Jazz CD Reviews
Erik Friedlander, Mike Sarin, Trevor Dunn – Broken Arm Trio – Skipstone Records
Published on January 6, 2009
(Erik Friedlander – cello; Trevor Dunn – bass; Mike Sarin – drums)
When Oscar Pettiford, the defining jazz bassist of his time, broke his arm, he briefly took up the cello until he fully healed, an instrument demanding less physicality than the double-bass. Erik Friedlander, one of a handful of modern jazz cello masters, here composes and plays modern jazz with a distinct nod to Pettiford’s plucky experiment.
The instrumentation on this disc, cello, double-bass, drums, is certainly unusual for a jazz trio. On first hearing, one wonders why double-bass replaces the expected piano. But after a few careful listens, the genius of this particular group begins to emerge. Friedlander’s cello, typically plucked (except for a glorious arco excursion on “Big Shoes”), almost functions as an acoustic guitar as the leader consistently assumes the main solo voice. And what a voice it is! Given the limited precedent and literature for such a venture, Friedlander handles himself as if this is the most natural way for a cello to be played, casually pulling off fleet solo runs and slyly swinging melodic statements.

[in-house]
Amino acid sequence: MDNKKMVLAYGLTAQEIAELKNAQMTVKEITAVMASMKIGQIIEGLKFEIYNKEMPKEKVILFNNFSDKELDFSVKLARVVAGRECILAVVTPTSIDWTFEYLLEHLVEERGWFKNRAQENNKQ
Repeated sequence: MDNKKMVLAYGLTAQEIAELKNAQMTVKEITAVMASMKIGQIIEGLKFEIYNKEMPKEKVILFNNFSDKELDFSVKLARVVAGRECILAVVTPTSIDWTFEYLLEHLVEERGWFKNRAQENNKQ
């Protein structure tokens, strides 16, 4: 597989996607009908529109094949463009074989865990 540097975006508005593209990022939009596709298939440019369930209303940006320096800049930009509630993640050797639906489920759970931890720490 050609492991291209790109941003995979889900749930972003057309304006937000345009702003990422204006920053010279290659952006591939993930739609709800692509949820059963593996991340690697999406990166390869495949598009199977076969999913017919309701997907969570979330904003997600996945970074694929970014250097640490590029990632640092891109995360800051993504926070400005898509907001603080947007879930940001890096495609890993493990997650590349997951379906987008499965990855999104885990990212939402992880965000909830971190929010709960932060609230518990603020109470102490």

One of the things that makes this music work is the originality of conception and sound from Dunn’s bass and Sarin’s drums, which is certainly not surprising given each instrumentalist’s pedigree: Dunn as a regular in various Mike Patten and downtown jazz contexts and Sarin’s percussive contributions to such brave ensembles as various Ben Allison groups and the Michael Moore/Lindsey Horner/Sarin collective, Jewels and Binoculars. What could have been an interesting but somewhat static and in the end boring outing constantly surprises, assaying glorious, if highly odd, musical horizons. Highly recommended!
In the Spirit
- Jan P. Dennis